What trends should we look for it we want to identify stocks that can multiply in value over the long term? Firstly, we'll want to see a proven return on capital employed (ROCE) that is increasing, and secondly, an expanding base of capital employed. If you see this, it typically means it's a company with a great business model and plenty of profitable reinvestment opportunities. In light of that, when we looked at Energy World (ASX:EWC) and its ROCE trend, we weren't exactly thrilled.
Understanding Return On Capital Employed (ROCE)
For those that aren't sure what ROCE is, it measures the amount of pre-tax profits a company can generate from the capital employed in its business. The formula for this calculation on Energy World is:
Return on Capital Employed = Earnings Before Interest and Tax (EBIT) ÷ (Total Assets - Current Liabilities)
0.025 = US$39m ÷ (US$1.7b - US$180m) (Based on the trailing twelve months to June 2020).
Therefore, Energy World has an ROCE of 2.5%. On its own that's a low return on capital but it's in line with the industry's average returns of 2.5%.
Historical performance is a great place to start when researching a stock so above you can see the gauge for Energy World's ROCE against it's prior returns. If you'd like to look at how Energy World has performed in the past in other metrics, you can view this free graph of past earnings, revenue and cash flow.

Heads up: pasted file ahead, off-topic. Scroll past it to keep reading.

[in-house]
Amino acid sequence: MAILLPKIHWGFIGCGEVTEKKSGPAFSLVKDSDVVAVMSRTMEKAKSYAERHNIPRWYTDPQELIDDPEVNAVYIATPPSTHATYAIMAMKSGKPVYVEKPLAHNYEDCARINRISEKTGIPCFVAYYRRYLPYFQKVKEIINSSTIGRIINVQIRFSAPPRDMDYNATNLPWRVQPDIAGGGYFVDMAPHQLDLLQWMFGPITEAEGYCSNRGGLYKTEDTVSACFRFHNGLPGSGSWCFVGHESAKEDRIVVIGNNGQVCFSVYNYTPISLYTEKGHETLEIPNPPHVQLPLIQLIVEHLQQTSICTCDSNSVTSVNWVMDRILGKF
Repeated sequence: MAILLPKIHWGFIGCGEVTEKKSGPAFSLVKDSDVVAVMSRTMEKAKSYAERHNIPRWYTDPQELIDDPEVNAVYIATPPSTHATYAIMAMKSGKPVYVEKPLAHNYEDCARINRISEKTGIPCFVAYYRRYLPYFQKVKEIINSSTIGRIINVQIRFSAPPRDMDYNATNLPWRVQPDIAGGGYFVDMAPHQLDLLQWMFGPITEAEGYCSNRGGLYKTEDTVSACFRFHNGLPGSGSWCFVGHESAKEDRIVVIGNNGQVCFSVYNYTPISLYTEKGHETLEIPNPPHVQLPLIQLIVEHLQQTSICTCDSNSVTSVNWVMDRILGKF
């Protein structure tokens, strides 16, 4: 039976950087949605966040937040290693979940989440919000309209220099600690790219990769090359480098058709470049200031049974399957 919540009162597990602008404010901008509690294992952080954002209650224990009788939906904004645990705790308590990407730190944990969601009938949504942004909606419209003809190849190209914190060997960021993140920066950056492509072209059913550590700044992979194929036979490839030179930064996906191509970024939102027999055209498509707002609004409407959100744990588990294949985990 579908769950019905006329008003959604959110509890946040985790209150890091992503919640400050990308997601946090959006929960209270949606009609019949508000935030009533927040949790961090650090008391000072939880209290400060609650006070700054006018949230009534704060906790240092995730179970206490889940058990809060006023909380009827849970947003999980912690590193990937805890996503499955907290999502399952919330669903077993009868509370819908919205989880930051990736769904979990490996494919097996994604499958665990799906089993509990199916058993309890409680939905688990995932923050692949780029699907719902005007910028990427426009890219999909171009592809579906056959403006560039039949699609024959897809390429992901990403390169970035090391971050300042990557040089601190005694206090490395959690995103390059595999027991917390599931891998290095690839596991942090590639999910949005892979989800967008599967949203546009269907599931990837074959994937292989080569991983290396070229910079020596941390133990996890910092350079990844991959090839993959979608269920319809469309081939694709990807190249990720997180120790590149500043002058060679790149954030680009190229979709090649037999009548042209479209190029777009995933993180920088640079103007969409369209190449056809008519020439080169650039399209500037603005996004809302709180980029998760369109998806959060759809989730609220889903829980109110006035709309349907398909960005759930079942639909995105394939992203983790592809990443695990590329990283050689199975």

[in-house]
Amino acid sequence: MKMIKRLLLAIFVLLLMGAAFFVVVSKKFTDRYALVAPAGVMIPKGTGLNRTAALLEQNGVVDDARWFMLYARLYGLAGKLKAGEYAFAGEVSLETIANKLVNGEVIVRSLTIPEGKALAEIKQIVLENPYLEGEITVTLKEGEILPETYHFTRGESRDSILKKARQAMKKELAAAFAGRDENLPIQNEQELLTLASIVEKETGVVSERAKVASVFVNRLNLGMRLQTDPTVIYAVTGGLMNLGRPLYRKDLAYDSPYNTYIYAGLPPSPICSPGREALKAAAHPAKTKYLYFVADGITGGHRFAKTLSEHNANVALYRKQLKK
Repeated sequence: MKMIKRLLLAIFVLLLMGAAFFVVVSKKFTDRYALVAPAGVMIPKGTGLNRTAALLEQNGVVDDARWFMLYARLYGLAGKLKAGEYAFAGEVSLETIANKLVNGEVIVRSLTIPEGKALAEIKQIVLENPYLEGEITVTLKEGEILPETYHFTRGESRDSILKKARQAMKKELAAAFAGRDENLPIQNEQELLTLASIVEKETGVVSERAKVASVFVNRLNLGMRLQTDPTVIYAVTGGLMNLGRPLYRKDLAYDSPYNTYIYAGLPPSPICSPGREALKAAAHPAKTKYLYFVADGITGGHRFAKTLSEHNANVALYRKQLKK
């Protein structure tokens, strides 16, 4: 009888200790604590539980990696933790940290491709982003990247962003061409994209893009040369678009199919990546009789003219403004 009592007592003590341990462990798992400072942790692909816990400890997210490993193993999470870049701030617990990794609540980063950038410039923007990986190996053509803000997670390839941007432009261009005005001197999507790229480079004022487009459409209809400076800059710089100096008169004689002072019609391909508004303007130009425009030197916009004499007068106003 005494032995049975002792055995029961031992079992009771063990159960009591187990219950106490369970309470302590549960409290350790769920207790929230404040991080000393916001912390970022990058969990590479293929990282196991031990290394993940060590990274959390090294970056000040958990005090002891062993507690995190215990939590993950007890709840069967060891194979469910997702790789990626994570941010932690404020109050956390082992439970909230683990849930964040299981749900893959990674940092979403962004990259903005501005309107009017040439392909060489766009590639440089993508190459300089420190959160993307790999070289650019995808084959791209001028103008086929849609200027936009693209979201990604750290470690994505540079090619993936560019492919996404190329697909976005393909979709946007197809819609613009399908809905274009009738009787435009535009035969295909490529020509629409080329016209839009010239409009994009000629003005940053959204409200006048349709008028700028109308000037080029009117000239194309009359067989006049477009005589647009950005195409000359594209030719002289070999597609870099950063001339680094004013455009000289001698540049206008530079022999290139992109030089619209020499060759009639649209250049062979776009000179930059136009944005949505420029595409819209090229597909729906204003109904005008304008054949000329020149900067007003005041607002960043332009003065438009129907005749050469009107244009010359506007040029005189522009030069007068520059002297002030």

The Trend Of ROCE
On the surface, the trend of ROCE at Energy World doesn't inspire confidence. To be more specific, ROCE has fallen from 5.2% over the last five years. On the other hand, the company has been employing more capital without a corresponding improvement in sales in the last year, which could suggest these investments are longer term plays. It's worth keeping an eye on the company's earnings from here on to see if these investments do end up contributing to the bottom line.
On a side note, Energy World has done well to pay down its current liabilities to 11% of total assets. That could partly explain why the ROCE has dropped. Effectively this means their suppliers or short-term creditors are funding less of the business, which reduces some elements of risk. Since the business is basically funding more of its operations with it's own money, you could argue this has made the business less efficient at generating ROCE.
The Key Takeaway
In summary, Energy World is reinvesting funds back into the business for growth but unfortunately it looks like sales haven't increased much just yet. And investors appear hesitant that the trends will pick up because the stock has fallen 41% in the last five years. On the whole, we aren't too inspired by the underlying trends and we think there may be better chances of finding a multi-bagger elsewhere.
Energy World does have some risks, we noticed 4 warning signs (and 2 which are significant) we think you should know about.
While Energy World may not currently earn the highest returns, we've compiled a list of companies that currently earn more than 25% return on equity. Check out this free list here.
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